SOMETIMES HE WAS A STRANGER; SOMETIMES HE WAS THE NEIGHBOR’S SON
SOMETIMES HE BECAME PART OF THE COMMUNITY; SOMETIMES HE DISAPPEARED
SOMETIMES SHE WAS THE HIRED GIRL
We should note that we define ‘hired man’ as one who works and lives with a family for a period of time. Groups of men might be hired to get in a crop or perform some other job, but they were not part of the family, thus were not hired men as defined for these articles.
I researched these hired men by looking for names that didn’t
belong in each family as listed on the censuses of 1860, 1870 and
1880. Some were the sons and daughters of neighbors. I chose not to
research them because they were part of their own community, just
working out for a few years. Some were strangers, single men, or
women, with no known family connections to the area. I created lists
of men and women that will be the core of the article. No census
record exists for 1890. Next issue we’ll look at twentieth
century hired men.
Maxwell Anderson, 20, was a farm laborer born in New Brunswick. He was living with Elisha Stephenson and is not listed on any subsequent records. He was probably not part of the Anderson family in Baileyville since they were all Maine born.
John Bridges, 16, was a farm laborer on Abner Townsend’s farm on the Flat Road. NFI
Levi Call, 18, was a farm laborer born in Nova Scotia. He was in the Gardner Loverin household. It is possible that Levi was a brother of Sarah Jane Call who married Albion K. P. Moore in 1853. Levi does not appear on any later area census. Gardner Loverin and his family were in Princeton by 1880.
Gordon Davis, 20, was a son of Edward and Mary (McElroy) Davis was born in Nova Scotia on July 26, 1839. He and the family moved to Alexander prior to 1850. He was a farm laborer on the farm of Abner and Harriet Townsend on the Flat Road.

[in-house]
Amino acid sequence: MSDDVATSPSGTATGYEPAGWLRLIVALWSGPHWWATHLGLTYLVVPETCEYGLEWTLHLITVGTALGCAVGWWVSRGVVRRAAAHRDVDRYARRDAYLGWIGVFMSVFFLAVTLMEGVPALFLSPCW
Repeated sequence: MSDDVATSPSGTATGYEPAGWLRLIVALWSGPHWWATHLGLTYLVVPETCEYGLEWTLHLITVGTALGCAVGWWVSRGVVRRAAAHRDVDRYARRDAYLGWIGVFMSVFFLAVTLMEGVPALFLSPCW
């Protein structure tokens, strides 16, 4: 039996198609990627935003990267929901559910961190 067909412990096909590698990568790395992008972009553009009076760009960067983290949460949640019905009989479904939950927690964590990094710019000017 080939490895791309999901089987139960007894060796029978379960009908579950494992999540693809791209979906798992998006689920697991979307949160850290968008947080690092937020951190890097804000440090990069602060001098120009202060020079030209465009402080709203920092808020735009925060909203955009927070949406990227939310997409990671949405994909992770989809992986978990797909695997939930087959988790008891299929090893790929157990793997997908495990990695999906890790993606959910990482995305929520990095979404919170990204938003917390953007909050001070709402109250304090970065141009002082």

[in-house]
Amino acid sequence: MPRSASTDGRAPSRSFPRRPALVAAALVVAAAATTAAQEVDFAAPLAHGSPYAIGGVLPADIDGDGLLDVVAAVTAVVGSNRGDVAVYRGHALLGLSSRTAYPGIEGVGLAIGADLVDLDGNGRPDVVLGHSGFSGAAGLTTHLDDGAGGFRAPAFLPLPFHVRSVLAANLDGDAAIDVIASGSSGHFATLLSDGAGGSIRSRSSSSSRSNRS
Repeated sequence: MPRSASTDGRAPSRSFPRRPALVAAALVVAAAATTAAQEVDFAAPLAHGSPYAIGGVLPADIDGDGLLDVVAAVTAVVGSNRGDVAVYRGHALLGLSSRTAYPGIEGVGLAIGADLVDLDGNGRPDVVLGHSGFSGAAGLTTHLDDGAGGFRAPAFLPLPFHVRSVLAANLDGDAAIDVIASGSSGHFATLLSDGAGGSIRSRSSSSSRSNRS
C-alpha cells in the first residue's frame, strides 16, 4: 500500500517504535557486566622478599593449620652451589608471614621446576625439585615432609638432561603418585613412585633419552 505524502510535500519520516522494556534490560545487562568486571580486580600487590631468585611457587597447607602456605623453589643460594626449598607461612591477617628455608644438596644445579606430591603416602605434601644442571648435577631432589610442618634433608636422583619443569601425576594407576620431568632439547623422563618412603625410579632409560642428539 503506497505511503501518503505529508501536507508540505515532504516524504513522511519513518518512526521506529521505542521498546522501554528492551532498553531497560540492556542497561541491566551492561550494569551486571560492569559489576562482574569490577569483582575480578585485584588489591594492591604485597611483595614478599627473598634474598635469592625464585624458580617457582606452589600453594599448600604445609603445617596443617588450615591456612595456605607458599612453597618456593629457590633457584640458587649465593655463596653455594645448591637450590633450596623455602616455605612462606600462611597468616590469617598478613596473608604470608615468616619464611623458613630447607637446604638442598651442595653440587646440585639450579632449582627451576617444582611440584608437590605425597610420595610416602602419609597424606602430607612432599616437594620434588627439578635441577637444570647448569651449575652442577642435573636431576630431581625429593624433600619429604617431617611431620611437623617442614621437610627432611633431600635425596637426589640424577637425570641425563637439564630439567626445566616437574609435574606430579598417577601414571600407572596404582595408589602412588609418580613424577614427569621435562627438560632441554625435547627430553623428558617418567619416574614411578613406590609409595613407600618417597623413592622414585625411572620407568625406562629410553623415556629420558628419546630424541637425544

Michael O. Dowd, 40, was a farm laborer born in Ireland. He was living with the Edmund Bailey family on Robb Hill Road. Edmund’s wife Sarah was also born in Ireland, eight years before Michael. Were they siblings? We will meet Michael again.
James Garryan, 28, was an Irish born common laborer living with Samuel Seamans on the South Princeton Road near the Princeton line. He left our area before 1870.
Edward Jamieson, 26, was a common laborer born in Maine. Sometime after 1860 he moved from the Billings household to the home of Rachel Taylor (daughter of Samuel Brown and widow of James Taylor). Edward married Rachel’s daughter Martha on September 27, 1860 and they are on the 1880 Princeton census with a family.
Moreland, 14, was born in Maine. She was
living in the Gardner Loverin household. She was not Susan (Farrar)
Loverin’s sister, but likely was a daughter of Samuel Moreland
of Baileyville. Samuel appears to have been widowed. Was Mary ‘bound
out’? Gardiner grew up on the Robb Hill Road, and Susan on
Farrar or Malloy Hill in Baileyville. Did the Moreland family live in
that neighborhood? By 1860, Gardiner was living on the Arm Road.
Tom Tobin, 30, was an Irish born farm laborer living in the home of John Crowley. James Foley and 4 members of his family were also in this house plus Crowley’s wife and daughter. It was Tom’s picture given to A-CHS by Ceil Kirby that started us on this study of an important part of our history. We will meet Tom again.
CRAWFORD – 1860
Azor Bridges, 18, was born in Charlotte, Maine and a common laborer living with Robert Ford. He went off to fight in the Civil War, and came back to Crawford where in 1873 he married Mary Creamer. He was a blacksmith and lived on the Airline in the valley north of the Old Crawford Cemetery
Alice Jamieson, 18, was a domestic in the Nathaniel Bailey household. Was she a younger sister of Edward Jamieson who was a common laborer in Alexander? She married Michael Noddin in December 1860 and they both disappeared from local records.
James Jeffrey, 17, was a farm laborer and born in Scotland according to the 1860 census. He was in the Henry Fenlason household on Henry Hill. James joined the army during the War Between the States, returned to the area and married Margaret Ann Perkins in 1869. They were both of Alexander according to the marriage intentions. His second wife was Orra Bailey. James stayed in Crawford.